GRAND RAPIDS MAN WHO SOLD GUN USED IN MASS MURDER SENTENCED TO THE STATUTORY MAXIMUM TERM OF TEN YEARS
GRAND RAPIDS, MICHIGAN – Michael James Allen, of Grand Rapids, Michigan, has been sentenced today to ten years (120 months) in prison – the statutory maximum – for his role in transferring a Glock 9mm semiautomatic pistol to multi-convicted felon Roderic Dantzler, who used it to kill seven people. Allen previously pled guilty to being a felon in possession of that pistol, as he was also a convicted felon and prohibited from possessing any firearm. During his plea hearing, Allen admitted to selling the Glock pistol to Dantzler. In sentencing Allen, Chief U.S. District Judge Paul Maloney commented that “the wreckage of Mr. Allen’s actions is unspeakable,” noting that Allen knew Dantzler was dangerous and unstable.
On July 7, 2011, Dantzler used the Glock 9mm semiautomatic pistol to kill his wife, his twelve-year-old daughter, his mother and father-in-law, a former girlfriend, that girlfriend’s sister, and her ten-year-old daughter. Dantzler also shot at the driver of another vehicle during a road-rage incident; he attempted to kill police officers; he fled from the police at high rates of speed; and he kidnapped three hostages before taking his own life – leaving the total death toll at eight.
That same day, the Grand Rapids Police Department (GRPD) contacted the Bureau of Alcohol, Tobacco, Firearms and Explosives (ATF) for assistance in determining who was responsible for providing that Glock pistol to Dantzler. A two-year federal investigation ensued, leading to the convictions of three individuals, including Allen, each of whom illegally possessed the Glock pistol and transferred it to a known convicted felon.
Joseph Krul, a convicted felon and admitted drug dealer, was sentenced on October 25, 2013, to 63 months’ imprisonment for his role in this case. A third individual, who cooperated in the investigation and who played a key role in the successful prosecution of Allen was allowed to plead to a state charge of being a felon in possession of the Glock pistol. The cooperator wore a wire during two meetings with Allen in which he recorded incriminating statements Allen made, including threats to kill cooperating witnesses. At one point, Allen stated: “It’s hard to testify against someone when you’re dead.”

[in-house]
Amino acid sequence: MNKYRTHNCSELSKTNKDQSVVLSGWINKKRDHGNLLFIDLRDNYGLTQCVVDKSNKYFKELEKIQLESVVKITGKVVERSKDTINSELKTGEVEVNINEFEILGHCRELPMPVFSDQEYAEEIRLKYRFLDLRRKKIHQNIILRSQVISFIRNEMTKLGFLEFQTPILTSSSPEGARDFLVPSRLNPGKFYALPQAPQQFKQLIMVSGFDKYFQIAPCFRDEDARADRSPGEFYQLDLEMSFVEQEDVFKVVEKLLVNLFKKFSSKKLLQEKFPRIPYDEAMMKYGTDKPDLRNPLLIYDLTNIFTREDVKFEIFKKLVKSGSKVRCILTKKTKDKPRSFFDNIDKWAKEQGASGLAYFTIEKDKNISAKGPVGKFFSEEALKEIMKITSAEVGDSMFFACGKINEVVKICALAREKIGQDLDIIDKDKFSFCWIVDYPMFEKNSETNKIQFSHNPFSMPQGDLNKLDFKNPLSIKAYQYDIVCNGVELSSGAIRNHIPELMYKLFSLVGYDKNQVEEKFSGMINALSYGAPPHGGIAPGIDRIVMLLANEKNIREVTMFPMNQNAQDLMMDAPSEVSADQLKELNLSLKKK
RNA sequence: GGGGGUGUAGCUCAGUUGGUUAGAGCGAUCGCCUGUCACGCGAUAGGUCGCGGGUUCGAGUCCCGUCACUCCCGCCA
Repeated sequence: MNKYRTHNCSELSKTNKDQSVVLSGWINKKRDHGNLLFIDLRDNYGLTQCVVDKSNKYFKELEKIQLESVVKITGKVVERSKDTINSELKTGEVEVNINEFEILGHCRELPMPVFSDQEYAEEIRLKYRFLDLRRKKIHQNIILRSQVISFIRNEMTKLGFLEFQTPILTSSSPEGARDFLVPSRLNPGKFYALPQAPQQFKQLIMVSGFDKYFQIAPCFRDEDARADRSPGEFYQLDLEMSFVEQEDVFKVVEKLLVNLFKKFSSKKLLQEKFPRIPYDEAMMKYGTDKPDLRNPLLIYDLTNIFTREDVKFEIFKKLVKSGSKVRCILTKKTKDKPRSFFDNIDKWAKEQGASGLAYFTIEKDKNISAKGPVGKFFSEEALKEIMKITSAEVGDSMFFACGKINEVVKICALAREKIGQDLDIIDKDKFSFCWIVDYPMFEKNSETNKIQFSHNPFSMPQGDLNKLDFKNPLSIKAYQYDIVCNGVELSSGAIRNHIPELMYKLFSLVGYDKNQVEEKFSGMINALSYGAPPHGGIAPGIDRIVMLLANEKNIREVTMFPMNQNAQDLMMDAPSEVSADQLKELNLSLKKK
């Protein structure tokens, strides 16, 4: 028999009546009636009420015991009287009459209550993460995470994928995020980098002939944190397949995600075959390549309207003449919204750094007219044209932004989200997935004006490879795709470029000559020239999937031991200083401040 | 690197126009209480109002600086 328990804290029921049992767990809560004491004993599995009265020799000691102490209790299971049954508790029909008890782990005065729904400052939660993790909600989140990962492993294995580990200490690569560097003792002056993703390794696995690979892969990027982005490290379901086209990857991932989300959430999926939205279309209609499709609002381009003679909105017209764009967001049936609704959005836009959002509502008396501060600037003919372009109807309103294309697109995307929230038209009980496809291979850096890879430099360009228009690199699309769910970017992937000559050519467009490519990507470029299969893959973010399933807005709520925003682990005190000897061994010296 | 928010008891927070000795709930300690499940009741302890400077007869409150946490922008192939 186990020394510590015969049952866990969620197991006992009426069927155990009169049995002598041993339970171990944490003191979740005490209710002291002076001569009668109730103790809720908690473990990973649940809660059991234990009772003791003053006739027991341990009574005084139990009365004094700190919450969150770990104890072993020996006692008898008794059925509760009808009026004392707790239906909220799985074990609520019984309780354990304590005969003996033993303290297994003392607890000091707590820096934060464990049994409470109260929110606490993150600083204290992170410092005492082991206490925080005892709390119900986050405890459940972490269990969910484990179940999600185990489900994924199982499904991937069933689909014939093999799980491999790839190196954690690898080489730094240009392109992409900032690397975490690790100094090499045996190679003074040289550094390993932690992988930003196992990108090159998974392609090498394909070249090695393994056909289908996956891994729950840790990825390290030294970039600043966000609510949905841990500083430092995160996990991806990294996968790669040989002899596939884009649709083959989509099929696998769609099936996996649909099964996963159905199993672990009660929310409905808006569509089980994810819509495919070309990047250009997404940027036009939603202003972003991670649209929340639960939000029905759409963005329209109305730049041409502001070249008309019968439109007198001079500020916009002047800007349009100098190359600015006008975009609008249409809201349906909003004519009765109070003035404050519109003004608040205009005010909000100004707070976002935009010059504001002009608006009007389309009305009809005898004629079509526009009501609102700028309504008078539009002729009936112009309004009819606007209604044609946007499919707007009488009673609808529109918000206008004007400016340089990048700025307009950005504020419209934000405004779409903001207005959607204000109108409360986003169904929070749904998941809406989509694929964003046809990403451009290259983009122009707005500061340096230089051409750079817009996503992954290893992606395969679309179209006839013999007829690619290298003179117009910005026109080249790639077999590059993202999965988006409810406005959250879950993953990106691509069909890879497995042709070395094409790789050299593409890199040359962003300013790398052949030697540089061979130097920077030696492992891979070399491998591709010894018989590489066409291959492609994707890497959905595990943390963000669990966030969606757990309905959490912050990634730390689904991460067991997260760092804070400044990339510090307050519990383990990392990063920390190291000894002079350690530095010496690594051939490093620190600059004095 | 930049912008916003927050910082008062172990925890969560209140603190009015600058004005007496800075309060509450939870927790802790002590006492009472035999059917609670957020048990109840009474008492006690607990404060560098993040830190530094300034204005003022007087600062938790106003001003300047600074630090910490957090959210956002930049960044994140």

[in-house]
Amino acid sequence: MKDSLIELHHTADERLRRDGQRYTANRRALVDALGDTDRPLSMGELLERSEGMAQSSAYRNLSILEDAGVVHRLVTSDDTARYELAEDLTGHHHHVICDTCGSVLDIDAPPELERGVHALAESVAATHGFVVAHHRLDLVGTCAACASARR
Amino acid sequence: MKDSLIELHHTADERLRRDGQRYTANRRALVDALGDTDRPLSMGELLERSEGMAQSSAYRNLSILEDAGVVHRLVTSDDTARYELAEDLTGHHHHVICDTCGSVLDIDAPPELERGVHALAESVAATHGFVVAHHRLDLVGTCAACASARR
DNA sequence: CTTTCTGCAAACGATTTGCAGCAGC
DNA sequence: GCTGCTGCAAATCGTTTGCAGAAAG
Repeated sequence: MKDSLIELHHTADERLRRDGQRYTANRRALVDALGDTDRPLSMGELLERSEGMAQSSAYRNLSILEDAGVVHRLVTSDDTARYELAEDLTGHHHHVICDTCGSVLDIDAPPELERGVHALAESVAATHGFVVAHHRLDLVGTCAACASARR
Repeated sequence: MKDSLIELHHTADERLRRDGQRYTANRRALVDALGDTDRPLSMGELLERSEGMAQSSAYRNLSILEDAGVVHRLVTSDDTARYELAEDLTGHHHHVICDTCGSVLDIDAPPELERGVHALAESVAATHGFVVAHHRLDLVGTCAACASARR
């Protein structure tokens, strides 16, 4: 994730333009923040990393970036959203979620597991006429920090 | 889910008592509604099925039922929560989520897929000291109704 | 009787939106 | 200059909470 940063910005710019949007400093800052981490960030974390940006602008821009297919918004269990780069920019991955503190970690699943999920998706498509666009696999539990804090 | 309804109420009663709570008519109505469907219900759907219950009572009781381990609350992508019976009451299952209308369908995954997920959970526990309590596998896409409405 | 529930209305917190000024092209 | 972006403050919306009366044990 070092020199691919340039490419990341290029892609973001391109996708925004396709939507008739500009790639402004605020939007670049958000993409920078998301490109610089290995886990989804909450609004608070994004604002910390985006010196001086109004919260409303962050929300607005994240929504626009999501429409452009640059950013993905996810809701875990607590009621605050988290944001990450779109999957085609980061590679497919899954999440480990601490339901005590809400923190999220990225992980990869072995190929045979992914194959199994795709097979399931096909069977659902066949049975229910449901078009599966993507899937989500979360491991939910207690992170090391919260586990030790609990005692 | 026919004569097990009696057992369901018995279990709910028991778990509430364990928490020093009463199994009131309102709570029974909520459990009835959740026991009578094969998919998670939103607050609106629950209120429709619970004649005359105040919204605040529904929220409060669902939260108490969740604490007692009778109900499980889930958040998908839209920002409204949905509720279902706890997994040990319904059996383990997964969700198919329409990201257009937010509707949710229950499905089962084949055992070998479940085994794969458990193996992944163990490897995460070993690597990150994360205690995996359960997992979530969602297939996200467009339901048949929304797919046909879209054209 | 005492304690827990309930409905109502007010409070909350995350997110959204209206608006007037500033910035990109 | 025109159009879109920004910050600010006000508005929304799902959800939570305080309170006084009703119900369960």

U.S. Attorney Patrick Miles underscored the seriousness of the offense, noting that this case illustrates the need to prevent the illegal trafficking in firearms. “This was a tragedy that was entirely avoidable. Selling a semiautomatic pistol to Dantzler was like lighting a match to a powder keg. Bringing those to justice who provided Dantzler that firearm required great individual efforts by members of the GRPD and ATF in a lengthy and thorough joint investigation. It is our hope that this community and the victims’ family members find some measure of solace and closure from that effort and this outcome.”
“Michael Allen put a firearm into the hands of a violent criminal,” said ATF Special Agent in Charge Steven Bogdalek. “Although the defendant didn’t shoot any of victims killed by Roderick Dantzler, he willingly provided the handgun that was used to commit heinous acts of violence.”
GRPD Captain Jeffrey Hertel added that he is “hopeful that the disposition of the Michael
Allen case provides more answers to the families that lost loved ones that fateful day. The
intensive investigation represents the strong partnership between the ATF and the Grand Rapids
Police Department. The investigation was possible because of the continued commitment to
safety in our neighborhoods by the U.S. Attorney’s Office.”